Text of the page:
Coin weight tolerances

Discussion in 'Error Coins' started by Mjam808, May 5, 2021.

  1. Mjam808

    Mjam808 New Member

    I was just curious if anyone knew what the “accepted” tolerances in variations of weight for different types of U.S. pennies? E.g. steel, copper, zinc, etc. I’ve seen .10 grams for zinc and .13 grams for copper. Haven’t seen any tolerances for steel. But I’m guessing unless the steel cent is uncirculated, variances in weight would be pretty wide. Anyways, I feel like .13 and .1 differences in weight seem a little too low to be taken seriously as an error when it comes to circulated coins. Thanks.
     
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  3. thomas mozzillo

    thomas mozzillo Supporter! Supporter

    1943 Zinc coated steel cents Weight 2.689 grams (+/- 0.13 grams)
    Another member of Coin Talk has a list showing the weight and tolerance for all US coins. If I can find it again, I'll post the link. (Tomorrow, as it's late here and I'm off to dreamland).
     
    Last edited: May 5, 2021
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  4. Mjam808

    Mjam808 New Member

    Cool! Thanks for the reply.
     
  5. SensibleSal66

    SensibleSal66 Casual Collector / error expert "in Training "

    I don't tolerate any of my weight . Ohh wait ... your talking about coins ? :hilarious:
     
    Kentucky and William F like this.
  6. expat

    expat Remember you are unique, just like everyone else Supporter

  7. thomas mozzillo

    thomas mozzillo Supporter! Supporter

    @expat Thank you for posting the chart.
     
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  8. Mjam808

    Mjam808 New Member

    Hey, just wanted to say thanks for posting that tolerance chart. I was also wondering where you found it and if there was any more information about how often off weight coins are accidentally made and released. I have a 1983 d penny that is a decent amount above the tolerance. It’s 2.93 grams. I know there were a few 1983 coppers found and one of them actually weighed in at 2.9 and a couple at 3.0 but I’m about 99% sure it’s not a copper cent.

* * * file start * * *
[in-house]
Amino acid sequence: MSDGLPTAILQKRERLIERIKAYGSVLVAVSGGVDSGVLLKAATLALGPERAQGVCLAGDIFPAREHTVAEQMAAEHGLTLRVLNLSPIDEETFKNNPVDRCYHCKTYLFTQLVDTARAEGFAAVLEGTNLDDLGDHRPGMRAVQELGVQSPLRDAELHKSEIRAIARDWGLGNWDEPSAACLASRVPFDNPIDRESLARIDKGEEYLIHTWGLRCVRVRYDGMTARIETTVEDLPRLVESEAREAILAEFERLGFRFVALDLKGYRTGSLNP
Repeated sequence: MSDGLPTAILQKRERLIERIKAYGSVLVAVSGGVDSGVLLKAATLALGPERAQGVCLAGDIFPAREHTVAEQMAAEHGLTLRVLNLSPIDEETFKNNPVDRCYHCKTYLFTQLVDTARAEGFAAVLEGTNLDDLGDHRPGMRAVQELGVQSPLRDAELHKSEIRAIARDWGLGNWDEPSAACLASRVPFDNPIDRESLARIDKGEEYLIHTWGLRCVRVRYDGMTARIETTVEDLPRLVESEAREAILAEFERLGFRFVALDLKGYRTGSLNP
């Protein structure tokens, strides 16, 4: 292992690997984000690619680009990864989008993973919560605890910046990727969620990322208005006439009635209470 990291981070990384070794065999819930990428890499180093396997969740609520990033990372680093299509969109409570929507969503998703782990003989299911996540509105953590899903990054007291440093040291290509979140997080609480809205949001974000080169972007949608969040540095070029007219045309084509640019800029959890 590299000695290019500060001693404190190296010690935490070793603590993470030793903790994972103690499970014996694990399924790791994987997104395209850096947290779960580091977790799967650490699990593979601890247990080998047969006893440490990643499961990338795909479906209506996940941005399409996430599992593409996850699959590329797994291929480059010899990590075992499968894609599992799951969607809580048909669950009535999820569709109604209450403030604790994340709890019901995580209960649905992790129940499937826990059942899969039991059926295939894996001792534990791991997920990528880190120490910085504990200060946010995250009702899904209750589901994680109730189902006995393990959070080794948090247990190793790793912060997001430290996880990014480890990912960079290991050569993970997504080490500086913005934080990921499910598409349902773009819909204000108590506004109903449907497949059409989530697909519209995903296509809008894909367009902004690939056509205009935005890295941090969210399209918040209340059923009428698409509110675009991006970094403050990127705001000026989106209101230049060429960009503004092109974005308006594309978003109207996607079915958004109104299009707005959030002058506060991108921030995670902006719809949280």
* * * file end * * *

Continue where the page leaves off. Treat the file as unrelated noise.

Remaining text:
9. expat

    expat Remember you are unique, just like everyone else Supporter

    It happens quite often but normally within or just outside tolerance. When the sheets of metal go through the roller system to create the thickness for the required blanks, they can be rolled thicker or thinner than normal.
    The chart and other info like it can easily be found on the web.
     
  10. Mjam808

    Mjam808 New Member

    Ok cool. Thanks for the help.
     
  11. thomas mozzillo

    thomas mozzillo Supporter! Supporter

    @Mjam808. Welcome to Coin Talk. I should've said it on my first post but better late than never. :)
     
  12. Conder101

    Conder101 Numismatist

    The tolerances listed in the Coin World Almanac differ from some of those listed in that chart.
     
  13. Burton Strauss III

    Burton Strauss III Supporter! Supporter

    Also, remember that there are differences between precious and non-precious metals.

    Most precious metal standards include a hard minimum value. A one-ounce silver eagle must have at least 31.1g of 0.999 silver. It could be over, it cannot be under.

    Non-precious metal standards are +/- ... and only apply at the 95% level. e.g. out of 100 Lincoln cents, 95% must be 2.5g +/- 0.11g (2.39 to 2.61) and 5% can be outside of those limits.
     
  14. Mjam808

    Mjam808 New Member

    This was really helpful. Thanks
     
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